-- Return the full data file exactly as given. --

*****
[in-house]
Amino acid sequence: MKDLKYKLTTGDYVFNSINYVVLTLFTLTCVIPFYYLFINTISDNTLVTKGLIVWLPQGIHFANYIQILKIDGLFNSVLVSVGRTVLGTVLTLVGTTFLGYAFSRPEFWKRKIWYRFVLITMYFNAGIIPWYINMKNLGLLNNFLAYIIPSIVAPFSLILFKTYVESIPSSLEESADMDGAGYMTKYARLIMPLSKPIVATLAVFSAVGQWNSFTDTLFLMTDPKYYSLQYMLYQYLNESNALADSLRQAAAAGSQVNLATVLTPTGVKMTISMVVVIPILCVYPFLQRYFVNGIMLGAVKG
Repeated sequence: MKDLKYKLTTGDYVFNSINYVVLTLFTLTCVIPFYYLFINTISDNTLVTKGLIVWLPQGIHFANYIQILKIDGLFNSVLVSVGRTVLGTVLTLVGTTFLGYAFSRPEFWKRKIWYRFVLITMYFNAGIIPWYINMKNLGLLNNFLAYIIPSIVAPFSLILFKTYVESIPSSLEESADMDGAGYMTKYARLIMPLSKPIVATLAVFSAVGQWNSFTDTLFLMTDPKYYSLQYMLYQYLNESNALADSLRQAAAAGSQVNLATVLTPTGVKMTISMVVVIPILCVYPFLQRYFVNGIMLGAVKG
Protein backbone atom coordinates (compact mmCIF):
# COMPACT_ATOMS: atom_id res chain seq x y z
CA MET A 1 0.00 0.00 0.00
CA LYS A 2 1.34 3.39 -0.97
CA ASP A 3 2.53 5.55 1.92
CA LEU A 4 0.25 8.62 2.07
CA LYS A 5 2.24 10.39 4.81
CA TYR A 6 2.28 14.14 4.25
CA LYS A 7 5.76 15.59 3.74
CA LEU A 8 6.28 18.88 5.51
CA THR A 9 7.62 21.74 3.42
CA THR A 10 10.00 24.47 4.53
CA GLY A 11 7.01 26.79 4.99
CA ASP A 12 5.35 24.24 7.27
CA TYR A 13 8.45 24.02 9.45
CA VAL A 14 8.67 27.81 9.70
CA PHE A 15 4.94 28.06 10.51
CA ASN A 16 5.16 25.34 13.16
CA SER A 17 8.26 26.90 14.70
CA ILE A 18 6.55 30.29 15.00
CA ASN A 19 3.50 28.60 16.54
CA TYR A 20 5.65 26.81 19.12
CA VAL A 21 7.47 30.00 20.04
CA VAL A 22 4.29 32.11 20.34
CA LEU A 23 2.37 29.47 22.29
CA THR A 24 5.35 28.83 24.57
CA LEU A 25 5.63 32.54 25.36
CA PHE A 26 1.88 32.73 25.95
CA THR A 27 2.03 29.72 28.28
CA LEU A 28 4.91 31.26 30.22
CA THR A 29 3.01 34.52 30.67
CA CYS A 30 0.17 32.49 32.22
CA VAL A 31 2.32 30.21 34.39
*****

[in-house]
Amino acid sequence: MKDLKYKLTTGDYVFNSINYVVLTLFTLTCVIPFYYLFINTISDNTLVTKGLIVWLPQGIHFANYIQILKIDGLFNSVLVSVGRTVLGTVLTLVGTTFLGYAFSRPEFWKRKIWYRFVLITMYFNAGIIPWYINMKNLGLLNNFLAYIIPSIVAPFSLILFKTYVESIPSSLEESADMDGAGYMTKYARLIMPLSKPIVATLAVFSAVGQWNSFTDTLFLMTDPKYYSLQYMLYQYLNESNALADSLRQAAAAGSQVNLATVLTPTGVKMTISMVVVIPILCVYPFLQRYFVNGIMLGAVKG
Repeated sequence: MKDLKYKLTTGDYVFNSINYVVLTLFTLTCVIPFYYLFINTISDNTLVTKGLIVWLPQGIHFANYIQILKIDGLFNSVLVSVGRTVLGTVLTLVGTTFLGYAFSRPEFWKRKIWYRFVLITMYFNAGIIPWYINMKNLGLLNNFLAYIIPSIVAPFSLILFKTYVESIPSSLEESADMDGAGYMTKYARLIMPLSKPIVATLAVFSAVGQWNSFTDTLFLMTDPKYYSLQYMLYQYLNESNALADSLRQAAAAGSQVNLATVLTPTGVKMTISMVVVIPILCVYPFLQRYFVNGIMLGAVKG
Protein backbone atom coordinates (compact mmCIF):
# COMPACT_ATOMS: atom_id res chain seq x y z
CA MET A 1 0.00 0.00 0.00
CA LYS A 2 1.34 3.39 -0.97
CA ASP A 3 2.53 5.55 1.92
CA LEU A 4 0.25 8.62 2.07
CA LYS A 5 2.24 10.39 4.81
CA TYR A 6 2.28 14.14 4.25
CA LYS A 7 5.76 15.59 3.74
CA LEU A 8 6.28 18.88 5.51
CA THR A 9 7.62 21.74 3.42
CA THR A 10 10.00 24.47 4.53
CA GLY A 11 7.01 26.79 4.99
CA ASP A 12 5.35 24.24 7.27
CA TYR A 13 8.45 24.02 9.45
CA VAL A 14 8.67 27.81 9.70
CA PHE A 15 4.94 28.06 10.51
CA ASN A 16 5.16 25.34 13.16
CA SER A 17 8.26 26.90 14.70
CA ILE A 18 6.55 30.29 15.00
CA ASN A 19 3.50 28.60 16.54
CA TYR A 20 5.65 26.81 19.12
CA VAL A 21 7.47 30.00 20.04
CA VAL A 22 4.29 32.11 20.34
CA LEU A 23 2.37 29.47 22.29
CA THR A 24 5.35 28.83 24.57
CA LEU A 25 5.63 32.54 25.36
CA PHE A 26 1.88 32.73 25.95
CA THR A 27 2.03 29.72 28.28
CA LEU A 28 4.91 31.26 30.22
CA THR A 29 3.01 34.52 30.67
CA CYS A 30 0.17 32.49 32.22
CA VAL A 31 2.32 30.21 34.39